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Sermons on the Beatitudes (Calvin)

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Among the many activities which claimed Calvin’s attention during his long ministry in Geneva, preaching was the most public and perhaps the most influential. Public because, for many years, twice on Sundays and daily in alternate weeks, the Reformer stood before a congregation of townsfolk, refugees and visitors to teach, warn, appeal, counsel, admonish, and encourage. Influential because, vital as the Institutes, commentaries and treatises were to the defence and propagation of Christian doctrine, it was the Word preached and applied from the pulpit which above all fashioned Geneva’s evangelical culture and made it the nerve-centre of Reformed Protestantism.

This volume presents readers with a short series of sermons on the Beatitudes, translated for the first time into English by Robert White. They comprise Calvin’s exposition of Matthew 5:1-12, Mark 3:13-19 and Luke 6:12-26. Five sermons were preached on the Beatitudes in the course of an extended treatment of the Synoptic Gospels. Begun in July 1559, this series had still not been completed by February 1564, when ill health forced the Reformer’s retirement from the pulpit. His absence was to be permanent: he died three months later, in May 1564.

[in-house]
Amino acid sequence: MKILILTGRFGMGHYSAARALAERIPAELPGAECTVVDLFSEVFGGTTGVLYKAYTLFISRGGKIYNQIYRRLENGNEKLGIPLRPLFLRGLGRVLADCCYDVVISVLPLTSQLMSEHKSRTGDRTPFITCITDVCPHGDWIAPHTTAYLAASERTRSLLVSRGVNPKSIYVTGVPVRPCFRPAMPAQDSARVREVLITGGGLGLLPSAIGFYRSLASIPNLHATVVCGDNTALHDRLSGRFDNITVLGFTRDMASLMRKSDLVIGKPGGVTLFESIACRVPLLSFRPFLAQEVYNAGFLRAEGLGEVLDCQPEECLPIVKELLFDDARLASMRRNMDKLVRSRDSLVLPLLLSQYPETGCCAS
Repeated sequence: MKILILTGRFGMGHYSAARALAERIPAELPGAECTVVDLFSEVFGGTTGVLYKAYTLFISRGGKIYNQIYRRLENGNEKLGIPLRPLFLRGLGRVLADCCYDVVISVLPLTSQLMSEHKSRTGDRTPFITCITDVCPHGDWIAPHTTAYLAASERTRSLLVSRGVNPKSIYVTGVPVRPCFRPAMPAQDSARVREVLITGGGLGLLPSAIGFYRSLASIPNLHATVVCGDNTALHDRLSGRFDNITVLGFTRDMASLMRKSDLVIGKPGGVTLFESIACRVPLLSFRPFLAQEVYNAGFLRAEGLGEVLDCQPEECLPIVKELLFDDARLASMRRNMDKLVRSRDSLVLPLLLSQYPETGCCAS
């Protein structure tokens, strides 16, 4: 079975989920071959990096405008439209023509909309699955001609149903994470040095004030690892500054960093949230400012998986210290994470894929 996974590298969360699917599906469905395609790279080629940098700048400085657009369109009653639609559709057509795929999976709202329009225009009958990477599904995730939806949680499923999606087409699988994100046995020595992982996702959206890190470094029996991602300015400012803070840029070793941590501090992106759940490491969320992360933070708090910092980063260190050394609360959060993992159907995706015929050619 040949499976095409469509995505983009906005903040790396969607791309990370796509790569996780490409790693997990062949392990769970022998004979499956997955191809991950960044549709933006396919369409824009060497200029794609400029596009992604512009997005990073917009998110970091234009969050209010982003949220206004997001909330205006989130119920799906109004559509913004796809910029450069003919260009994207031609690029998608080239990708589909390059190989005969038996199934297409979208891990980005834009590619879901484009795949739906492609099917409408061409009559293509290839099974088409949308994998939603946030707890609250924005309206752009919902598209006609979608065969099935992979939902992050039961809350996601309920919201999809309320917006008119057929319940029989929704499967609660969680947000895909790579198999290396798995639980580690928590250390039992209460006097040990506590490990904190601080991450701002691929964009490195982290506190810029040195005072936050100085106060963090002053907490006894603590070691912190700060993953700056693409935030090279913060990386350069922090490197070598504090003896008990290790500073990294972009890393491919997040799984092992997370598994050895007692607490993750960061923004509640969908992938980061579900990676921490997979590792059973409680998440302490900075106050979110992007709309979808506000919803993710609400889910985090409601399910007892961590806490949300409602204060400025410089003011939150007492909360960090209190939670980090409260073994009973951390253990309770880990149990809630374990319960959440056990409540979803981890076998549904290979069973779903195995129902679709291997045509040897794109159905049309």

The late date of these sermons, therefore, marks them out as a definitive example of the Reformer’s mature pulpit style. They represent his very last effort to elucidate a New Testament text in the context of regular public worship. Translated into a modern idiom, this book will transport the reader back into sixteenth-century Geneva, where he can hear the Reformer preach on issued of perennial Christian concern.

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Table of Contents:

Prayer before the Sermon

Sermon One: Called and Chosen (Mark 3:13-19; Luke 6:12-19)

Sermon Two: The Broken Blessed (Matthew 5:1-4; Luke 6:20-21)

Sermon Three: Meekness and Mercy (Matthew 5:5-7; Luke 6:20-21a)

Sermon Four: The Price of Peace (Matthew 5:8-10; Luke 6:22-23)

Sermon Five: The Rejected Recompensed (Matthew 5:11-12; Luke 6:22-26)

Prayer after the Sermon 


John Calvin (1509-1564) was a theological giant of the Protestant Reformation. A contemporary of Martin Luther, he had as much influence over this period of history as his German counterpart. In 1536 he published his famous Institutes of the Christian Religion, which was a systematic presentation of the Protestant position. His writings are still cherished and relevant today.